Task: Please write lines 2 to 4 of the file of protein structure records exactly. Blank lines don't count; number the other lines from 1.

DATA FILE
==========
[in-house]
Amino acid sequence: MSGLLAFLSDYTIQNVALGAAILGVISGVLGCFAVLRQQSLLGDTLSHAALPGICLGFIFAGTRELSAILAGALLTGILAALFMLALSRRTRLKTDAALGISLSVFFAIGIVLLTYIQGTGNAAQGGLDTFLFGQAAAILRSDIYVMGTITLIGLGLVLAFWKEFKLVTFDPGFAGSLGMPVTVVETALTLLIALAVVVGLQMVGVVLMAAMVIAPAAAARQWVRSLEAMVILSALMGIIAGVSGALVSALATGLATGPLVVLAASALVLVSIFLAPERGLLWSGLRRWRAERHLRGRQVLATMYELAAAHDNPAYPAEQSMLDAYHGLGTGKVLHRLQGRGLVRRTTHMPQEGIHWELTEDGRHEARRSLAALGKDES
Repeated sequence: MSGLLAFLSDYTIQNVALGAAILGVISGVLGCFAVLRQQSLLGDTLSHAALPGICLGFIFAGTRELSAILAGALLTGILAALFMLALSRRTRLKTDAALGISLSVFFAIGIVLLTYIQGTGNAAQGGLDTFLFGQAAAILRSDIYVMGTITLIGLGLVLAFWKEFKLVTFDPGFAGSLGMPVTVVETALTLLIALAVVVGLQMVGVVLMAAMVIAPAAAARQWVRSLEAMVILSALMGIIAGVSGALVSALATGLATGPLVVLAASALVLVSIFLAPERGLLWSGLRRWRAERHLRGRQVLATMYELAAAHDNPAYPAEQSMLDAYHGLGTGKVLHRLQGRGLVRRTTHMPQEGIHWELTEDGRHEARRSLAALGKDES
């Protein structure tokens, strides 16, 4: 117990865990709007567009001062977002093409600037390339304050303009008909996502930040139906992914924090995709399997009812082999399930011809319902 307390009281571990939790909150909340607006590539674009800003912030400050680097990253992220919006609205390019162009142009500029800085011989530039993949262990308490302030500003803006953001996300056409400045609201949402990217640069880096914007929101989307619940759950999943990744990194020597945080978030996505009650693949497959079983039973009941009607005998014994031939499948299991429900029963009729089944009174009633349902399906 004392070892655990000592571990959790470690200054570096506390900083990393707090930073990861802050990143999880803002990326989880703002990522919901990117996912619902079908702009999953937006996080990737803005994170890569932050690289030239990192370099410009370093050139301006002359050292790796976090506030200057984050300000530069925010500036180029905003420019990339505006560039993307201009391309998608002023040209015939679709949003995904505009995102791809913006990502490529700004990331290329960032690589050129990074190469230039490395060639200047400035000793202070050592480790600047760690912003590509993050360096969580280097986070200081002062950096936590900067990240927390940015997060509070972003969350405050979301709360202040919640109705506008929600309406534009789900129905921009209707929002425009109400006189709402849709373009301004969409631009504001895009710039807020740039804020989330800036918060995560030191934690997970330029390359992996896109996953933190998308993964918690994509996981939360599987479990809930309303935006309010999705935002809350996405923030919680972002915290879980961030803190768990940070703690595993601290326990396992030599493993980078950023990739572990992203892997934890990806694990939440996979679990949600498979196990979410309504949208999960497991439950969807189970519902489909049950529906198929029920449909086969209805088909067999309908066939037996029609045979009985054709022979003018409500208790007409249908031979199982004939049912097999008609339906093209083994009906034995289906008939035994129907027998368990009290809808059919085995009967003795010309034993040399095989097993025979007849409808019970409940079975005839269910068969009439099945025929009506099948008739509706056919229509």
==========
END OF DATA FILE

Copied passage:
Amino acid sequence: MSGLLAFLSDYTIQNVALGAAILGVISGVLGCFAVLRQQSLLGDTLSHAALPGICLGFIFAGTRELSAILAGALLTGILAALFMLALSRRTRLKTDAALGISLSVFFAIGIVLLTYIQGTGNAAQGGLDTFLFGQAAAILRSDIYVMGTITLIGLGLVLAFWKEFKLVTFDPGFAGSLGMPVTVVETALTLLIALAVVVGLQMVGVVLMAAMVIAPAAAARQWVRSLEAMVILSALMGIIAGVSGALVSALATGLATGPLVVLAASALVLVSIFLAPERGLLWSGLRRWRAERHLRGRQVLATMYELAAAHDNPAYPAEQSMLDAYHGLGTGKVLHRLQGRGLVRRTTHMPQEGIHWELTEDGRHEARRSLAALGKDES
Repeated sequence: MSGLLAFLSDYTIQNVALGAAILGVISGVLGCFAVLRQQSLLGDTLSHAALPGICLGFIFAGTRELSAILAGALLTGILAALFMLALSRRTRLKTDAALGISLSVFFAIGIVLLTYIQGTGNAAQGGLDTFLFGQAAAILRSDIYVMGTITLIGLGLVLAFWKEFKLVTFDPGFAGSLGMPVTVVETALTLLIALAVVVGLQMVGVVLMAAMVIAPAAAARQWVRSLEAMVILSALMGIIAGVSGALVSALATGLATGPLVVLAASALVLVSIFLAPERGLLWSGLRRWRAERHLRGRQVLATMYELAAAHDNPAYPAEQSMLDAYHGLGTGKVLHRLQGRGLVRRTTHMPQEGIHWELTEDGRHEARRSLAALGKDES
């Protein structure tokens, strides 16, 4: 117990865990709007567009001062977002093409600037390339304050303009008909996502930040139906992914924090995709399997009812082999399930011809319902 307390009281571990939790909150909340607006590539674009800003912030400050680097990253992220919006609205390019162009142009500029800085011989530039993949262990308490302030500003803006953001996300056409400045609201949402990217640069880096914007929101989307619940759950999943990744990194020597945080978030996505009650693949497959079983039973009941009607005998014994031939499948299991429900029963009729089944009174009633349902399906 004392070892655990000592571990959790470690200054570096506390900083990393707090930073990861802050990143999880803002990326989880703002990522919901990117996912619902079908702009999953937006996080990737803005994170890569932050690289030239990192370099410009370093050139301006002359050292790796976090506030200057984050300000530069925010500036180029905003420019990339505006560039993307201009391309998608002023040209015939679709949003995904505009995102791809913006990502490529700004990331290329960032690589050129990074190469230039490395060639200047400035000793202070050592480790600047760690912003590509993050360096969580280097986070200081002062950096936590900067990240927390940015997060509070972003969350405050979301709360202040919640109705506008929600309406534009789900129905921009209707929002425009109400006189709402849709373009301004969409631009504001895009710039807020740039804020989330800036918060995560030191934690997970330029390359992996896109996953933190998308993964918690994509996981939360599987479990809930309303935006309010999705935002809350996405923030919680972002915290879980961030803190768990940070703690595993601290326990396992030599493993980078950023990739572990992203892997934890990806694990939440996979679990949600498979196990979410309504949208999960497991439950969807189970519902489909049950529906198929029920449909086969209805088909067999309908066939037996029609045979009985054709022979003018409500208790007409249908031979199982004939049912097999008609339906093209083994009906034995289906008939035994129907027998368990009290809808059919085995009967003795010309034993040399095989097993025979007849409808019970409940079975005839269910068969009439099945025929009506099948008739509706056919229509």